The Washington Nationals and the Houston Astros are discussing a new joint spring-training complex with Osceola County officials, as a site near DisneyWorld is under consideration.
The complex, we’re told, would be south of DisneyWord and in the very northwestern corner of Osceola County, an area served by I-4 and Florida Toll 429.
Both teams have passed on offers by reps from Winter Haven, Fort Myers and Mesa to discuss moving spring operations to their cities. There’s been talk of a new complex in Winter Haven located near (but not part of) a new LegoLand theme park, but the issue there is money: elected city and county reps want to see a team step up with some serious funding of a new facility, but there’s no way either team will spend significantly on a complex. Fort Myers officials continue their quest to fill City of Palms Park, but the problems encountered by the Boston Red Sox would also be there for a new team: a ballpark in an iffy neighborhood with a training complex a mile away. And while there’s some logic in the Astros seeking an Arizona home, the split nature of HoHoKam Park and Fitch Field is also seen as an impediment. (And for our dear readers who will inevitably suggest Al Lang Field as a destination for the teams, forget it: the lease between the Tampa Bay Rays and the city of St. Petersburg for Tropicana Field expressly forbids another team from training there.)
The Astros have three years left on their spring-training lease — about the right time for a new complex to open, given how long it could take to procure a funding and design plan. Osceola County Stadium is the smallest spring-training facility in baseball, seating only 5,300. The Astros do not have exclusive use of the complex, either; for most of the year the ballpark is leased for U.S. Specialty Sports Association (USSSA), Triple Crown and World Baseball Federation events; indeed, the USSSA is headquartered at the ballpark, as is the USSSA Hall of Fame and Sports Museum.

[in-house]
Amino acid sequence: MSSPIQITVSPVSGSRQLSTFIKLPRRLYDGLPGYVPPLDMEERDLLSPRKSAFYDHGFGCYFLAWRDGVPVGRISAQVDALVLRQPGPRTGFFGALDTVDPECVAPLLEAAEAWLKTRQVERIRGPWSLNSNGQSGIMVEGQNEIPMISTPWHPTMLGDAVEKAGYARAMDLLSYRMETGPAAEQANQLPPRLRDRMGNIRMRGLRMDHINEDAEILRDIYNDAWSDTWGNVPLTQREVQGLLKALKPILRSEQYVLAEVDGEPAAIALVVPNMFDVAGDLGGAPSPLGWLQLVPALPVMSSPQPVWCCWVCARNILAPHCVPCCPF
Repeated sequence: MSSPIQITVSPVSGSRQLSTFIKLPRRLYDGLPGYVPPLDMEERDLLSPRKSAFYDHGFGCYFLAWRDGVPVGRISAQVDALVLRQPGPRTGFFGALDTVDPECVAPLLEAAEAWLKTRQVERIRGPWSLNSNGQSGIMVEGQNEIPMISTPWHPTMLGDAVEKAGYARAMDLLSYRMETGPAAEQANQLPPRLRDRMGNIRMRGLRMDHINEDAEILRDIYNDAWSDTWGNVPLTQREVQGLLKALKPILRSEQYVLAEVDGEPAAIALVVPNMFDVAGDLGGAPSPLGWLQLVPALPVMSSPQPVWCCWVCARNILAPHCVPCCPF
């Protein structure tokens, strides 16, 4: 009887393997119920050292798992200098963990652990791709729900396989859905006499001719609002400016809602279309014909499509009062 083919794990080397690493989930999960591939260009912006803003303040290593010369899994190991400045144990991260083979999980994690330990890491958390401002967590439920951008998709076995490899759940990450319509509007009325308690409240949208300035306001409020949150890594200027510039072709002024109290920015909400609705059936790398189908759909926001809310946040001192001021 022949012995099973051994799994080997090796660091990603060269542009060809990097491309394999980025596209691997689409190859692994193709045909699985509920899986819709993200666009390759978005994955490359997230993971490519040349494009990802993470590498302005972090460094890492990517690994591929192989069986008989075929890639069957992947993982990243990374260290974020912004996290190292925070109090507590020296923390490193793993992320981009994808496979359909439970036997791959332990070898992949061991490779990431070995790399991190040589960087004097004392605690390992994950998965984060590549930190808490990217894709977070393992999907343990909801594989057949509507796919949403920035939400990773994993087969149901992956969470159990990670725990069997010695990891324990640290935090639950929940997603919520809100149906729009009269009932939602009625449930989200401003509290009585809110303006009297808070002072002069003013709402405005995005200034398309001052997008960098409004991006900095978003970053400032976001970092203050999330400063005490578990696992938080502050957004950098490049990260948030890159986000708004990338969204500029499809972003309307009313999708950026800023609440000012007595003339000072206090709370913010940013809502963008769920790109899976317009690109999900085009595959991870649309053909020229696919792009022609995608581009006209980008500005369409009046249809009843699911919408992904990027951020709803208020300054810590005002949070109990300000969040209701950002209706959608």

The Nats‘ lease at Space Coast Stadium and the Carl Barger training complex doesn’t expire until 2017, but the team can move early if it pays off construction loans — currently valued at $765,000 a year and scheduled to be paid off in 2013. Stan Kasten had approached Osceola County officials about a new complex solely for the Nats and was rebuffed; the prospect of luring the Nats, keeping the Astros and maintaining Osceola County Stadium as a viable baseball site is a much different beast.
Also being discussed: whether a new complex would also host minor-league baseball in the summer. It’s no secret the ownership of the Brevard County Manatees (High Class A; Florida State League) have explored a relocation to the general Orlando area, and a new ballpark in Kissimmee would be a perfect way for Minor League Baseball to return to the city.
A move by the Nats from the Treasure Coast could have a ripple effect for teams also located there: the Cardinals, the Marlins and the Mets. The Cards and the Marlins have already signaled to Palm Beach County that they could be looking for a new spring-training home should the Nationals leave; and while the Mets have been steadfast in their support of Digital Domain Park, it’s highly unlikely they’d stay there if other teams left, either. We can see a situation where all 15 teams training in Florida are located in a band ranging from Orlando to the north and Fort Myers to the south.
(Above: Fans at Osceola County Stadium during spring training.)
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